Entertaining children armed with a stack of traditional nursery rhymes may conjure an image of perfect innocence.
The original meanings of some rhymes have been lost
But one amateur historian claims those favourite verses sound more suited to the local pub than the playroom.
Bawdy sexual, religious and political themes dominate traditional verses like Jack and Jill and Oranges and Lemons,
according to author Chris Roberts.
The real meanings and metaphors behind 24 common rhymes are explained in his book Heavy Words Lightly Thrown.
Librarian Mr Roberts, 37, was researching material for his London walking tours when he uncovered the story behind Oranges and Lemons.
'Slur on country folk'
The playground chant is in fact a rude wedding song, with references to "a candle to light you to bed" describing a bride tempting her new husband.
In other family favourites, Baa Baa Black Sheep is an attack on taxation, and See Saw Marjorie Daw, is "essentially a slur on country folk".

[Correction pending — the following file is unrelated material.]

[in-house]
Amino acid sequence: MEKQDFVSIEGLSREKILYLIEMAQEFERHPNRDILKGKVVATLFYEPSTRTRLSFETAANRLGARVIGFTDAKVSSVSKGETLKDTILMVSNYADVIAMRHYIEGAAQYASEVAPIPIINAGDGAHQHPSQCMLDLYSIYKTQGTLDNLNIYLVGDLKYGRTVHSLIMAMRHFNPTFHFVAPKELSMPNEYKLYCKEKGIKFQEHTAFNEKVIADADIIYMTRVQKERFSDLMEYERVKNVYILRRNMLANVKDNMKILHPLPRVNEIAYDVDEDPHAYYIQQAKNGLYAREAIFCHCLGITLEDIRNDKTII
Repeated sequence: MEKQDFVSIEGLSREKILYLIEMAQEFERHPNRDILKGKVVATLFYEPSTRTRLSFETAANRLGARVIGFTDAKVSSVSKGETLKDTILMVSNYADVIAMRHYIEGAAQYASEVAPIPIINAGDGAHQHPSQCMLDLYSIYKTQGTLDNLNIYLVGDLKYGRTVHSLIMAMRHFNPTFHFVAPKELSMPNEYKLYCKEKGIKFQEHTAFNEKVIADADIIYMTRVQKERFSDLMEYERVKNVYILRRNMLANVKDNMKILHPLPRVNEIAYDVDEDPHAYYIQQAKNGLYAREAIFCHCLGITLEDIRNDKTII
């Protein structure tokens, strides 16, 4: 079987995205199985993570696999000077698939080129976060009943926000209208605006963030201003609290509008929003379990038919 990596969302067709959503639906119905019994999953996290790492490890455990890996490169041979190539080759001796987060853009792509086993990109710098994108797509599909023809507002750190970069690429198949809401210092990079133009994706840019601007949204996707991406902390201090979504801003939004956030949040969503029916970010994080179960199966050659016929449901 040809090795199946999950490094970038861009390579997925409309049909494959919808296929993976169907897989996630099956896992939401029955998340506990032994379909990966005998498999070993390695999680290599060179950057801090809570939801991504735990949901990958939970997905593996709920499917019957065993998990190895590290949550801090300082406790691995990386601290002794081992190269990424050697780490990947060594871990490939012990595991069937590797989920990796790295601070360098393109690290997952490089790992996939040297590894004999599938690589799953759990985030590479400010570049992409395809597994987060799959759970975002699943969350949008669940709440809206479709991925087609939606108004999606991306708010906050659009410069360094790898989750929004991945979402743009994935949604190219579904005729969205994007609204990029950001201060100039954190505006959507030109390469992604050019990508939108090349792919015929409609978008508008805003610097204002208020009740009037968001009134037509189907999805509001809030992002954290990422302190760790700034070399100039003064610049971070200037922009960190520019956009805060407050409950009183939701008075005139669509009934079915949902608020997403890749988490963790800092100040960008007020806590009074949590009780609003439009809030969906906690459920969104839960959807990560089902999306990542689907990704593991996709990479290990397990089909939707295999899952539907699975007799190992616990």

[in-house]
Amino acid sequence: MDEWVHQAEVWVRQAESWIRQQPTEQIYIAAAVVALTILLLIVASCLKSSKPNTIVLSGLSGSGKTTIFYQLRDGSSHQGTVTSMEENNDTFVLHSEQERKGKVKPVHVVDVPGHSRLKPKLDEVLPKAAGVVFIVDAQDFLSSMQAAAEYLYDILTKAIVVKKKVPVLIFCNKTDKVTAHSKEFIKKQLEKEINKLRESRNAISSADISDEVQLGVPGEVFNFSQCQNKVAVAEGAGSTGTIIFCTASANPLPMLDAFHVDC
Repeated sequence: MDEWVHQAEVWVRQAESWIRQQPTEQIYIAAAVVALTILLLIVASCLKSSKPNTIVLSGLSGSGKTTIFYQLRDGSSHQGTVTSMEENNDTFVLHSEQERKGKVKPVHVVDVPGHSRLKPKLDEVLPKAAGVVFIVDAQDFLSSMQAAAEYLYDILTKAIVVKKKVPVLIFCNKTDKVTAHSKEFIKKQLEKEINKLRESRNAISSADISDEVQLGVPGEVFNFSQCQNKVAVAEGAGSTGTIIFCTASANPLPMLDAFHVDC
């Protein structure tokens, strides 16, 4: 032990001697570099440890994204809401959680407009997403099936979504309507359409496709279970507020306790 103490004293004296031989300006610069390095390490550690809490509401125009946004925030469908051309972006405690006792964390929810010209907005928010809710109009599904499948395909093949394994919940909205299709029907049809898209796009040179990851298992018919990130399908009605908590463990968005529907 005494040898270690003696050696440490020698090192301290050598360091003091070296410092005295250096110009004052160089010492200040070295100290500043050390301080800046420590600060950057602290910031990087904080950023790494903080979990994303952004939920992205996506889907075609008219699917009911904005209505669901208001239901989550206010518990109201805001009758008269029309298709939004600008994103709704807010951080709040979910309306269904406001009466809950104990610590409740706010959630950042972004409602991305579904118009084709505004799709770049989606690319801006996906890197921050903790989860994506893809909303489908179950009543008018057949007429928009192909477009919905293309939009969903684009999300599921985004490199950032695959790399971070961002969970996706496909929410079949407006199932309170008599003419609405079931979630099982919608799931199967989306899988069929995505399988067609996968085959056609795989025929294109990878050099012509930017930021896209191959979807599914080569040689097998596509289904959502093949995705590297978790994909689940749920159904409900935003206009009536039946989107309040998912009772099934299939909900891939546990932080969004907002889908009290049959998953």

Mr Roberts says Jack and Jill is a cautionary tale of pre-marital hillside sex, with a metaphorical breaking crown.
Goosey Goosey Gander meanwhile focuses on the moral campaign against Tudor prostitution - goose being a euphemism for streetwalker.
Mr Morris said his examples drew on the original meanings of the rhymes, which have faded through time.
"Some of the meanings were quite straightforward and there's a historical record of them," he said. "Others were harder to pin down and I deal with the theory in the book."
As for the next generation of nursery rhymes, Mr Roberts suggests they will come up from the terraces.
"Like folk songs, football chants have anonymous authors but thousands of people know them and sing them. They have no beginning, they just erupt," he said.
"And, yes, I do know people who croon football songs to their children at night."